A flipped forward view for healthcareBMJ 2014; 349 doi: https://doi.org/10.1136/bmj.g6515 (Published 30 October 2014) Cite this as: BMJ 2014;349:g6515
- Cath Brizzell, deputy editor, The BMJ
The recent publication of the NHS’s Five Year Forward View by NHS England’s chief executive, Simon Stevens, has been described as “radical” by some reports. One proposal is that general practices would offer many of the services currently confined to hospitals. It is generally agreed that it will be a “huge challenge” to deliver what has been outlined in the five year time scale (doi:10.1136/bmj.g6484).
Apart from Stevens’s call to political parties for a major increase in funding to fill an £8bn gap, he also proposes a focus on “unleashing innovation and improvement” by finding new ways to tap into three sources of what he calls “renewable energy.” These are the role of patients in their own healthcare, the part that carers and volunteers play in the community, and finally the “passion and drive of the workers.”
Stevens, who has experience of international healthcare systems, may need to protect his vision for the NHS from the constraints of existing practices and traditional professional boundaries. He says, “We’d be daft to ignore excellent ideas just because they are not invented here.”
In their analysis article Maureen Bisognano and Dan Schummers of the Institute for Healthcare Improvement in Massachusetts agree with a radical approach, urging us to “flip healthcare” to develop innovative models of care that they say can improve the delivery of care and reduce costs (doi:10.1136/bmj.g5852). The model is adapted from education: it shifts teachers in the classroom from being the “sage on the stage” to the “guide on the side,” helping to identify students who are most in need but least inclined to seek help. The authors discuss how truly patient centred healthcare “must consider and seek to understand the entire spectrum of social and economic factors that affect a person’s health.” Asking patients “What matters to you?” as well as “What’s the matter?” would help to inform everything we do, they say.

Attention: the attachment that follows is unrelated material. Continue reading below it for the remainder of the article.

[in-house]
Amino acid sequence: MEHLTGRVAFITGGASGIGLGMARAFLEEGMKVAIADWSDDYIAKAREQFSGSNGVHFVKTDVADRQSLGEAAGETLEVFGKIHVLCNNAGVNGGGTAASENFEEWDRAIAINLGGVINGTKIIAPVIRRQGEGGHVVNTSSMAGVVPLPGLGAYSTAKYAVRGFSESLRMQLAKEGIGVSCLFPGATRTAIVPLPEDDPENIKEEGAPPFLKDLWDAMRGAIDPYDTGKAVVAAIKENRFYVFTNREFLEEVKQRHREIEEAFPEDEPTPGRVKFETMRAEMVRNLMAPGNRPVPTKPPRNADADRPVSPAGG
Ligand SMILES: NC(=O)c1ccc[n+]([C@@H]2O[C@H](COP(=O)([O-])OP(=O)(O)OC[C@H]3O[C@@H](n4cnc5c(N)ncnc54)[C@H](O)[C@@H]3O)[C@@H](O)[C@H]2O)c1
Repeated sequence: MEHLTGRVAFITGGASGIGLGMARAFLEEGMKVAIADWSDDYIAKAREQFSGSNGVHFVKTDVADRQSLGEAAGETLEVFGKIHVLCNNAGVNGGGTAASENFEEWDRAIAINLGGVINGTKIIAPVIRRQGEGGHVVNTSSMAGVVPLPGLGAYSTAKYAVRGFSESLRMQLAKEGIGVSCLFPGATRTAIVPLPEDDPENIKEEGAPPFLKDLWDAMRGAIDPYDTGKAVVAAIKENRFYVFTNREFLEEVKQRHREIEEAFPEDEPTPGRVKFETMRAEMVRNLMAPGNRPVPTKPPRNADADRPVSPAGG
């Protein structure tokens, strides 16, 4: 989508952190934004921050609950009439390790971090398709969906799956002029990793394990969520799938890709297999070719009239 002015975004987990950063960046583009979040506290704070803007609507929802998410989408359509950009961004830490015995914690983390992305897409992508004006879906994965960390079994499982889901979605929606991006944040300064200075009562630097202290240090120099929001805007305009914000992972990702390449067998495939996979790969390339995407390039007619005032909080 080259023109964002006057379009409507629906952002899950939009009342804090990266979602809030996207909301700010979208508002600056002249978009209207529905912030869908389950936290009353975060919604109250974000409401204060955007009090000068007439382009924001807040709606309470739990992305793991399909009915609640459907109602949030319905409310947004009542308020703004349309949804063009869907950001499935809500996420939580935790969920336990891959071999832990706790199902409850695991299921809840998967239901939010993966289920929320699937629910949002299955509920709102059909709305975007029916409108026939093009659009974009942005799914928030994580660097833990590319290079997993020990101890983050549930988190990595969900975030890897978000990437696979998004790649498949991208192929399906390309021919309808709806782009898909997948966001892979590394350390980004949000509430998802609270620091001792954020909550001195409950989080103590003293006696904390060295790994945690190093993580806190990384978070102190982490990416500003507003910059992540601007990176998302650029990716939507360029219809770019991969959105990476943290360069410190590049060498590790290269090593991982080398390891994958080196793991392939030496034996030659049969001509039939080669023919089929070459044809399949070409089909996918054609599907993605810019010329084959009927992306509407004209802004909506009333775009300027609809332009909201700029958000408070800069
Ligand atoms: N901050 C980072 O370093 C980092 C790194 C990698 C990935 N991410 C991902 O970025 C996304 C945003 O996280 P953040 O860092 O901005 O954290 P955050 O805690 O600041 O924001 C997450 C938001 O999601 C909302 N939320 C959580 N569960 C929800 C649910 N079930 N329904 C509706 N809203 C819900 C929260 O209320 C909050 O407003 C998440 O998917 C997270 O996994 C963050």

With that in mind, Abul Siddiky and colleagues in their clinical review of the management of patients with arteriovenous fistulas highlight the global increase in numbers of patients needing renal replacement therapy, many of whom are experienced in self management within their community settings (doi:10.1136/bmj.g6262). The authors provide tips for non-specialist clinicians on what to do when things go wrong, including dealing with infection, steal syndrome, and cardiac failure.
And amid all the talk of reorganisation, a personal view by Richard Wakeford (doi:10.1136/bmj.g6245) in response to Labour’s announcement to recruit 8000 more GPs (doi:10.1136/bmj.g5864) says that although more GPs are needed right now, there is an urgent need to tackle the low number of medical students aiming to enter general practice.
And so with elections just some months away Stevens calls for action over and above current initiatives, saying, “It’s time to roll up our sleeves, pull together and get on with it.” If the NHS is to survive, a forward thinking plan is the only way. Ambitious and ideological, yes, but if a truly patient centred approach is embraced by even more clinicians, who knows what might be possible?
Cite this as: BMJ 2014;349:g6515